According to the French, life is too short to drink bad wine, and we have to agree. For many wine lovers, the experience of tasting and describing a wine is often quite an experience. What’s more, trying to describe the flavour of their favourite wine is also delicate and tricky for many. While many of you in Cayman buy your wines from Cayman wine shops, it surely must have crossed your mind that if wines are made primarily of grapes, then why do wines have different flavours?
Categories of Wine
As you will know, Cayman wines, as is the case with all wines, are primarily categorized as white and red wine. Some types of white wine grapes can be Riesling, Gewürztraminer, Chardonnay, and Sauvignon blanc. While some of the best red wine grape varieties include Syrah, Merlot, Cabernet sauvignon, and Pinot noir.
Flavours of Various Wines
When it comes to the taste, you will discover that Riesling wine varieties are much lighter than their Chardonnay cousins and the aroma usually includes that of fresh apples. They generally prove tastier and tastier as they age. Alternatively, a Gewürztraminer wine variety includes fruity flavours with aromas of peach, lychee, allspice, and rose petal.
A Chardonnay wine is often wider-bodied and more velvet than other types of dry white wines. It has rich citrus flavours that remind one of lemon and grapefruit. If you ferment Chardonnay in new oak barrels, it adds a buttery tone that suggests of vanilla, toast, coconut, and toffee.
At the same time, a Sauvignon blanc is generally lighter than Chardonnay and shows a herbal character that reminds you of bell pepper or even freshly mown grass. You get the hint of dominating flavours which range from sour green fruits of apple, gooseberry, and pear, to tropical fruits of melon, mango, and blackcurrant.
Flavours of Various Wines
What does Chardonnay taste like?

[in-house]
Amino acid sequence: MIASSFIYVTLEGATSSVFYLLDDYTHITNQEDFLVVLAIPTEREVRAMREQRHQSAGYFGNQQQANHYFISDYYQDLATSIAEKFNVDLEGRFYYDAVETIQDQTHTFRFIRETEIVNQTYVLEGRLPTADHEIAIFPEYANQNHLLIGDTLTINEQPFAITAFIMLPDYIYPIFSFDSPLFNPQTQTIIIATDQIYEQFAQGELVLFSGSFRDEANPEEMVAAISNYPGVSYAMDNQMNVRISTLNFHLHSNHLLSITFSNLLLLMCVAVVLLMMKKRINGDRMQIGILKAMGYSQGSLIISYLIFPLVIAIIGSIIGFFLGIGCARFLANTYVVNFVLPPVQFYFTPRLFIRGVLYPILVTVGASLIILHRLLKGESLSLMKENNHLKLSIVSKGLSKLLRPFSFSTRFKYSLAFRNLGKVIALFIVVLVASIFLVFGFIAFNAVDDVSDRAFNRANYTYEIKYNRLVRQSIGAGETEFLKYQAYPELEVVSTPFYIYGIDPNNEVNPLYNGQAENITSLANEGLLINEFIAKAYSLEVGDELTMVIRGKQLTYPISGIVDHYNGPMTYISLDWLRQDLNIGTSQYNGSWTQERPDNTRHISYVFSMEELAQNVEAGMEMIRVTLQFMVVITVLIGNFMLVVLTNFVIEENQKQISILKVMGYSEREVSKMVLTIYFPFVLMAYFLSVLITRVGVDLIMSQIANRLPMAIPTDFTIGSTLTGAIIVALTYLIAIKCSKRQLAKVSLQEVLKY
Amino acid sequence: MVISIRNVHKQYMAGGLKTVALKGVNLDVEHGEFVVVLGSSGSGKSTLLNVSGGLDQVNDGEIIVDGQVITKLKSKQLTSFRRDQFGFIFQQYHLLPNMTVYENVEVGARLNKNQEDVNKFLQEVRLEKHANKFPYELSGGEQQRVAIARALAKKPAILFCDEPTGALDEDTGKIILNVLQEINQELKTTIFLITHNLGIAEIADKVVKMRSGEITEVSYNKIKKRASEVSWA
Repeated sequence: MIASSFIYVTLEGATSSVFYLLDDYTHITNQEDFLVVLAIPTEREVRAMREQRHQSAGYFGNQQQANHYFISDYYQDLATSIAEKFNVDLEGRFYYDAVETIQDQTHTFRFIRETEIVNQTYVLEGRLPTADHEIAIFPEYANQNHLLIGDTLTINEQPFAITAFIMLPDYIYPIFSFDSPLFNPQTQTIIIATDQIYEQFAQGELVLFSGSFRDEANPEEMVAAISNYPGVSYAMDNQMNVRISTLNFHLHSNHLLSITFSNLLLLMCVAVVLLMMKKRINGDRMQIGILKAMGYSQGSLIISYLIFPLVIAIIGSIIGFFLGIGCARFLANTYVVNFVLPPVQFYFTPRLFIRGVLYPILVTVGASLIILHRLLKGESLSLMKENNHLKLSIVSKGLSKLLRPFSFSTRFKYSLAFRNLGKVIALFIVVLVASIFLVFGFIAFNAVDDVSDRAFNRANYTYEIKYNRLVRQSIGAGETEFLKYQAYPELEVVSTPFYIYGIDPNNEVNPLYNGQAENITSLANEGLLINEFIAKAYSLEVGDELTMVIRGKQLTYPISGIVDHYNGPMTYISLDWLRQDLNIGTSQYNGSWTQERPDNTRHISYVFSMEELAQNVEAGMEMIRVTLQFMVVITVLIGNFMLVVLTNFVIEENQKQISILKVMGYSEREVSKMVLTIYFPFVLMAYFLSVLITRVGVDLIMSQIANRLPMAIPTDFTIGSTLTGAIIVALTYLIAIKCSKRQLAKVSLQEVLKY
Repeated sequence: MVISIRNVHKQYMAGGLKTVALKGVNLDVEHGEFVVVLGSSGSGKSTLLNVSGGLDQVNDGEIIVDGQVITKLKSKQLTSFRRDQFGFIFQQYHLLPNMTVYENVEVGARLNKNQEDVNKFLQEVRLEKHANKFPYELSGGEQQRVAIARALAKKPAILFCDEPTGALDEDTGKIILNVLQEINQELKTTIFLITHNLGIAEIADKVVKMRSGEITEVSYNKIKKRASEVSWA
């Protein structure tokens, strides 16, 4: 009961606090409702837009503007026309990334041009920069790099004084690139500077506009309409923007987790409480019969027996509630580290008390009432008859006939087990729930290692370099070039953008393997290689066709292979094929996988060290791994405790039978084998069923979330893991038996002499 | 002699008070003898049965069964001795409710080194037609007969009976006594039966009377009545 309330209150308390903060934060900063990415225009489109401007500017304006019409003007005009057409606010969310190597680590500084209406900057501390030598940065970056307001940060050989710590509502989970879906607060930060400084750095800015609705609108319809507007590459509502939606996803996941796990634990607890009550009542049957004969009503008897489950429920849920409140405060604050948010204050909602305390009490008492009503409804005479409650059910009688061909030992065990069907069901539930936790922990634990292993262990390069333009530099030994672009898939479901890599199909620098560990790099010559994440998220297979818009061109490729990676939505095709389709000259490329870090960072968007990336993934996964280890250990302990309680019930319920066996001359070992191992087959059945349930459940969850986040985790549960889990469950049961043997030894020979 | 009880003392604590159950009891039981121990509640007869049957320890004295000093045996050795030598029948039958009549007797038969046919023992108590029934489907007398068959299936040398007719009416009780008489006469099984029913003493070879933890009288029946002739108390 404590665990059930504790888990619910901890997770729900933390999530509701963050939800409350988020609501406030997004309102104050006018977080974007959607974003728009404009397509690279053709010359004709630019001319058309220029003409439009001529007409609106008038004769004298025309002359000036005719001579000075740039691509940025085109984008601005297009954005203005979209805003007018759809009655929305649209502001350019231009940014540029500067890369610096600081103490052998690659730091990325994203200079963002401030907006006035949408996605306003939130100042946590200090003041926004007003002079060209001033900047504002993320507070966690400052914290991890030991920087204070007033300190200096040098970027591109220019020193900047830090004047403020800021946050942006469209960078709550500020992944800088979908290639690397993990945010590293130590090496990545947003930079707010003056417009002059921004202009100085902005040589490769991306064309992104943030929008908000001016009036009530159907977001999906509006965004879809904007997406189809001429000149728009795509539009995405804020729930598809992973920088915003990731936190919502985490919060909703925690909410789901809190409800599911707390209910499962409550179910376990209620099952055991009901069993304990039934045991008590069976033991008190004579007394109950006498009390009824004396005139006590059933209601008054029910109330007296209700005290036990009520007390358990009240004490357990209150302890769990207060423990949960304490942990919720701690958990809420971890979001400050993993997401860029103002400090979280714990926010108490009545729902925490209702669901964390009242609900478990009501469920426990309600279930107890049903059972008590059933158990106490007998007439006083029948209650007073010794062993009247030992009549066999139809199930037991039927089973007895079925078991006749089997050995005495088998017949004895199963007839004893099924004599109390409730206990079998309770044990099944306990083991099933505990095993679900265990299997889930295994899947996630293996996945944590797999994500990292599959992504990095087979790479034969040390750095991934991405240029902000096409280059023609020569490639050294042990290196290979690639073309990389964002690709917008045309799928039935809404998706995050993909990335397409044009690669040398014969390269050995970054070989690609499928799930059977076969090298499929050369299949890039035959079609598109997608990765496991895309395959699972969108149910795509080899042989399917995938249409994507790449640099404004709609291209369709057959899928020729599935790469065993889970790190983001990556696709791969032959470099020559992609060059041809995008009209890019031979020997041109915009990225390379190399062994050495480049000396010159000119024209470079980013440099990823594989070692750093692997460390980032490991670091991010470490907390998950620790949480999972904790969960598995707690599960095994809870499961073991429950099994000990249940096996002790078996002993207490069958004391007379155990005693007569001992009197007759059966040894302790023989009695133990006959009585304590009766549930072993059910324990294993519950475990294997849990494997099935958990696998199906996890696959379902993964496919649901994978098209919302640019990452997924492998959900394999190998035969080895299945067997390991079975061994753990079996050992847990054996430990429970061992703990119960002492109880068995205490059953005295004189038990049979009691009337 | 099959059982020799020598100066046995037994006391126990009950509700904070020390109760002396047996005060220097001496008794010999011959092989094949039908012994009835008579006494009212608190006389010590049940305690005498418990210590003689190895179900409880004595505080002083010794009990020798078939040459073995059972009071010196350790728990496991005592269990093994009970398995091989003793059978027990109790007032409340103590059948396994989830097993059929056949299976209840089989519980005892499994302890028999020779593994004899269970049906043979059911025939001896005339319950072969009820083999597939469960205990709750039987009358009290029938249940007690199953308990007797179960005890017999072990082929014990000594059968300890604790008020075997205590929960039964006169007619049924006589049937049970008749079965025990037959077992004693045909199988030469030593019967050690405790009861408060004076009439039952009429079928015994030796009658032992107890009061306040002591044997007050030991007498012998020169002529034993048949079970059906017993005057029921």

Among the red wine grapes, Syrah wine gives aromas and flavours of wild black fruits like blackcurrants. They also include overtones of black pepper spice and roasting meat. If the wine has rested in oak barrels, it could include toffee notes as well. While Merlot wines typically produce black-cherry and herbal flavours, Cabernet sauvignon, which is accepted as one of the world’s best varieties, are full bodied yet firm and gripping when young. Oak treatment may add vanilla notes to the flavour. The Pinot Noir variety includes fruity aromatics such as cherry, strawberry, and plum. You will also find notes of worn leather, tea-leaf, and damp earth.
Why Flavours - The Facts
Thus, if you taste a Chardonnay grape, it will taste very different from a Chardonnay wine. As stated earlier, a chardonnay wine has flavours that remind one of apple, lemon, and butter. So how does this happen?
The credit goes to aroma compounds or stereoisomers as known more popularly in the scientific world. These compounds are released by the fermentation as well as by the alcohol which is present in the wine. Since alcohol is volatile and becomes a gas at room temperature, it carries these aromas which are lighter than air compounds into your nose.
Since each compound can affect the flavour of another compound or even the overall flavour of a wine, a Chardonnay, for example, tastes different from others.
Finally, the secret of flavours lies ultimately in the brain, which can think of multiple answers to one aroma compound or stereoisomer. Hence, the brain can interpret many flavours. For example a lychee fruit can also smell like roses. To end, our nose interprets and even prioritizes stereoisomers differently depending upon how you adapt to different smells and environment. Fortunately, if no two people can agree on the specifics, they can agree with the major categories for the flavours that are present in the wine.